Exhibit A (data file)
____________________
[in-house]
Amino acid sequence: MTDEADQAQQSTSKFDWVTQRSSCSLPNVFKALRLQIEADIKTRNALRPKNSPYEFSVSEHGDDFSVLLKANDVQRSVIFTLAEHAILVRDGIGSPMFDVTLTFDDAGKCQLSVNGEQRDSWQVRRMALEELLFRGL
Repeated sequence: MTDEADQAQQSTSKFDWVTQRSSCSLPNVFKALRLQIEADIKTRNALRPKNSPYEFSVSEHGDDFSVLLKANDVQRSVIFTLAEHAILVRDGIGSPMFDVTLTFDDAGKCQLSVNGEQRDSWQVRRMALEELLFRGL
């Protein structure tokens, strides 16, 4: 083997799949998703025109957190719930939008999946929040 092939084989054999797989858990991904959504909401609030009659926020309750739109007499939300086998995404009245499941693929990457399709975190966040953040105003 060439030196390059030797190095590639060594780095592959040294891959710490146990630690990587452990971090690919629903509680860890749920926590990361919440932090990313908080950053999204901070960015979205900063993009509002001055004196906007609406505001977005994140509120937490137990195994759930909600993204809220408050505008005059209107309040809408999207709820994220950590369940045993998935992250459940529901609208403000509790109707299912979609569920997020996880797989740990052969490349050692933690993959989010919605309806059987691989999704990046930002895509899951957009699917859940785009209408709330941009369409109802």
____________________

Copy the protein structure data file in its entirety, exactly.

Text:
[in-house]
Amino acid sequence: MTDEADQAQQSTSKFDWVTQRSSCSLPNVFKALRLQIEADIKTRNALRPKNSPYEFSVSEHGDDFSVLLKANDVQRSVIFTLAEHAILVRDGIGSPMFDVTLTFDDAGKCQLSVNGEQRDSWQVRRMALEELLFRGL
Repeated sequence: MTDEADQAQQSTSKFDWVTQRSSCSLPNVFKALRLQIEADIKTRNALRPKNSPYEFSVSEHGDDFSVLLKANDVQRSVIFTLAEHAILVRDGIGSPMFDVTLTFDDAGKCQLSVNGEQRDSWQVRRMALEELLFRGL
């Protein structure tokens, strides 16, 4: 083997799949998703025109957190719930939008999946929040 092939084989054999797989858990991904959504909401609030009659926020309750739109007499939300086998995404009245499941693929990457399709975190966040953040105003 060439030196390059030797190095590639060594780095592959040294891959710490146990630690990587452990971090690919629903509680860890749920926590990361919440932090990313908080950053999204901070960015979205900063993009509002001055004196906007609406505001977005994140509120937490137990195994759930909600993204809220408050505008005059209107309040809408999207709820994220950590369940045993998935992250459940529901609208403000509790109707299912979609569920997020996880797989740990052969490349050692933690993959989010919605309806059987691989999704990046930002895509899951957009699917859940785009209408709330941009369409109802």